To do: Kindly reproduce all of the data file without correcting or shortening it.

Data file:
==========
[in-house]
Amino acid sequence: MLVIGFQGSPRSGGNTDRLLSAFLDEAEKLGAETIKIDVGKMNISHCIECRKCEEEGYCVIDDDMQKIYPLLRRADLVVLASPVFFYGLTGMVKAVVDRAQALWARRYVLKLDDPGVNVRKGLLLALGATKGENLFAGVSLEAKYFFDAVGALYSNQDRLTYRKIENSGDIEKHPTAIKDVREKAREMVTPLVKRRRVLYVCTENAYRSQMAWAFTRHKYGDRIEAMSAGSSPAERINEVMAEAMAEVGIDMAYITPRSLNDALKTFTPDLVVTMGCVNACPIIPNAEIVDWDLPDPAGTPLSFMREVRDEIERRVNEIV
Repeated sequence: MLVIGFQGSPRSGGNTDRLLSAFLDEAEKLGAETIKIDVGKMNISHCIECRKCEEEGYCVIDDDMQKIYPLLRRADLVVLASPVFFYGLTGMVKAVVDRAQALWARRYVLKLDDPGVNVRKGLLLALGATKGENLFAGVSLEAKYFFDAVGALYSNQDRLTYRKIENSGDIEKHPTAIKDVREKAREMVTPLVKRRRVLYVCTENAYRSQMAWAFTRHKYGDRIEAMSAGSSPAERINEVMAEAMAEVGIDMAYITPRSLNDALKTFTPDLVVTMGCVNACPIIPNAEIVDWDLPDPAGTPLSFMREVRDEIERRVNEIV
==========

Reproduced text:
[in-house]
Amino acid sequence: MLVIGFQGSPRSGGNTDRLLSAFLDEAEKLGAETIKIDVGKMNISHCIECRKCEEEGYCVIDDDMQKIYPLLRRADLVVLASPVFFYGLTGMVKAVVDRAQALWARRYVLKLDDPGVNVRKGLLLALGATKGENLFAGVSLEAKYFFDAVGALYSNQDRLTYRKIENSGDIEKHPTAIKDVREKAREMVTPLVKRRRVLYVCTENAYRSQMAWAFTRHKYGDRIEAMSAGSSPAERINEVMAEAMAEVGIDMAYITPRSLNDALKTFTPDLVVTMGCVNACPIIPNAEIVDWDLPDPAGTPLSFMREVRDEIERRVNEIV
Repeated sequence: MLVIGFQGSPRSGGNTDRLLSAFLDEAEKLGAETIKIDVGKMNISHCIECRKCEEEGYCVIDDDMQKIYPLLRRADLVVLASPVFFYGLTGMVKAVVDRAQALWARRYVLKLDDPGVNVRKGLLLALGATKGENLFAGVSLEAKYFFDAVGALYSNQDRLTYRKIENSGDIEKHPTAIKDVREKAREMVTPLVKRRRVLYVCTENAYRSQMAWAFTRHKYGDRIEAMSAGSSPAERINEVMAEAMAEVGIDMAYITPRSLNDALKTFTPDLVVTMGCVNACPIIPNAEIVDWDLPDPAGTPLSFMREVRDEIERRVNEIV